Turkish media have denounced the government of President Recep Tayyip Erdogan for its crackdown on press ahead of the country’s parliamentary elections.
“It’s the biggest crackdown on press in Turkish history,” said Tarık Toros, the editor-in-chief of the television station, Bugün, which on Wednesday was taken off the air by Turkish security forces.
Turkish journalists say the government is trying to silence critical voices ahead of the November 1 vote that may force Erdogan’s Justice and Development Party to rule in tandem with the opposition.
“One-party rule would be a disaster,” said Toros, adding, “The atrocities against those who do not think like [Erdogan] would go on and Turkey would enter a darker period.”
Turkish police forces launched raids on the offices of the Bugun and Kanalturk television stations linked to US-based cleric and Erdogan’s arch-foe, Fethullah Gulen, on Wednesday.
Police raided the offices of the stations in the city of Istanbul, using chainsaws to smash their entrances. The television stations belong to the Koza-Ipek Holding, a conglomerate linked to Gulen, whom Erdogan has accused of plotting to overthrow the ruling party. The influential cleric denies the accusation.
Can Dündar, the editor-in-chief of the dissident Cumhuriyet newspaper, said Erdogan “hates criticism,” while Ahmet Hakan, a prominent columnist with the mainstream daily Hurriyet, said the crackdown on the media “is really unprecedented in Turkish history,” and that “journalists who define themselves as oppositional to the government would feel anxious” because they are “subject to physical assault” at this “most dire time for journalists.”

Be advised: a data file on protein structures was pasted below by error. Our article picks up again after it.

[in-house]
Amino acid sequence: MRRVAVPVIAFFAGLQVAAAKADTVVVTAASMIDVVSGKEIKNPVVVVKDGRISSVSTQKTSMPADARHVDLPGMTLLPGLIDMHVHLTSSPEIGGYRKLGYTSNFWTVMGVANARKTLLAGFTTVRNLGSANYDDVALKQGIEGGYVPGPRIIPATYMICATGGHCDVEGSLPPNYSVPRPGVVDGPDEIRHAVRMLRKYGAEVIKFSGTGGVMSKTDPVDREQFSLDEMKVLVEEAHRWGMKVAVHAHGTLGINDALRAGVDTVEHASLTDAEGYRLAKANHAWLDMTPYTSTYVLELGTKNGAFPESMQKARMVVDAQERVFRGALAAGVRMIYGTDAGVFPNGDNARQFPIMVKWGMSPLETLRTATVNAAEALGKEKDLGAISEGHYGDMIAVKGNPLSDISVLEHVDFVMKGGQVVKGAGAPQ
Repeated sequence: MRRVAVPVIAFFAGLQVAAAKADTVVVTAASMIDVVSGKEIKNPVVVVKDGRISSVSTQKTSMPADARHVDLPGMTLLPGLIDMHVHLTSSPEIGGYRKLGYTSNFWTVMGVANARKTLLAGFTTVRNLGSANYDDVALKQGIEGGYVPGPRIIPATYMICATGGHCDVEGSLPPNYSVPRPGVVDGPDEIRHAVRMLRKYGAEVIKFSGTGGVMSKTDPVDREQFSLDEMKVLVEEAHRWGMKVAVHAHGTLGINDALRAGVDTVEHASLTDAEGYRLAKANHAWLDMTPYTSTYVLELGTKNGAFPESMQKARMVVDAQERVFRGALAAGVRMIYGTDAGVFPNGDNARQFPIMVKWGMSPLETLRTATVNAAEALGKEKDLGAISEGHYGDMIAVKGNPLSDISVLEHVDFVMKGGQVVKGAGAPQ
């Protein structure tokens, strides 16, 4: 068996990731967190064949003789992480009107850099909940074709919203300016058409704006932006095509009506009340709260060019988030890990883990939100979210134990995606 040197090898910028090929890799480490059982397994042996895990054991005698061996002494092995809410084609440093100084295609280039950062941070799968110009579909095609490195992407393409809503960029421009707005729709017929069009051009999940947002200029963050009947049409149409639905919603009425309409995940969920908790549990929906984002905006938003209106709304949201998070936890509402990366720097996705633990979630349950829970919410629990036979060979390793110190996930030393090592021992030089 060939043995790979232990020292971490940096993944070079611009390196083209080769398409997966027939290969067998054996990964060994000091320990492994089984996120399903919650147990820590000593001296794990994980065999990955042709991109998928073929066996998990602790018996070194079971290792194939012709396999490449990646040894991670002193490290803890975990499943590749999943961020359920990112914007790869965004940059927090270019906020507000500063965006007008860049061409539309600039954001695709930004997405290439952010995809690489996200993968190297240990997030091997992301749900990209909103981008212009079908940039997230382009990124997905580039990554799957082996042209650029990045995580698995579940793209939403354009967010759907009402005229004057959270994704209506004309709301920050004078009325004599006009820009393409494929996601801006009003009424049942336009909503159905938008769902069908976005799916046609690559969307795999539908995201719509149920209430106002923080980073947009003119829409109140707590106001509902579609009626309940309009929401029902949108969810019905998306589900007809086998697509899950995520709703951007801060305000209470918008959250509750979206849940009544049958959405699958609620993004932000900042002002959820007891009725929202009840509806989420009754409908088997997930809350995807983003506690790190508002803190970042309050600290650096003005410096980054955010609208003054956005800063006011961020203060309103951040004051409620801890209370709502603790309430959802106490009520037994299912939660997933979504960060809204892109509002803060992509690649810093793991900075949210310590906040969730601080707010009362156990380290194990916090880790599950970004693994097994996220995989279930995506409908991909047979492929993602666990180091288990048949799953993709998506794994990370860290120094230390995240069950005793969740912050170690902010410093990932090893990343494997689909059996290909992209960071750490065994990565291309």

The office of Ankara’s chief prosecutor has alleged in a statement that the seizure was linked to an ongoing probe into the conglomerate on suspicion of “terror financing” and “terror propaganda.” It also accused the group of supporting Gulen’s Hizmet (Service) movement.
Reacting to the statement, Koza-Ipek CEO Akin Ipek denounced the move as “politically motivated,” saying the government took action after failing to find anything illegal during inspections.
Turkey’s crackdown against opposition media critical of Erdogan or government policies comes ahead of the country’s most crucial elections in years.
Hundreds of people, believed to be sympathizers of Gulen, many of them members of the police and the judiciary, have been arrested ahead of the snap elections, where the ruling party seeks to restore its majority in the parliament.
The ruling party won three general elections in 2002, 2007 and 2011. However, it was stripped of its overall majority in the June 7 elections and failed in its coalition talks with the main opposition parties.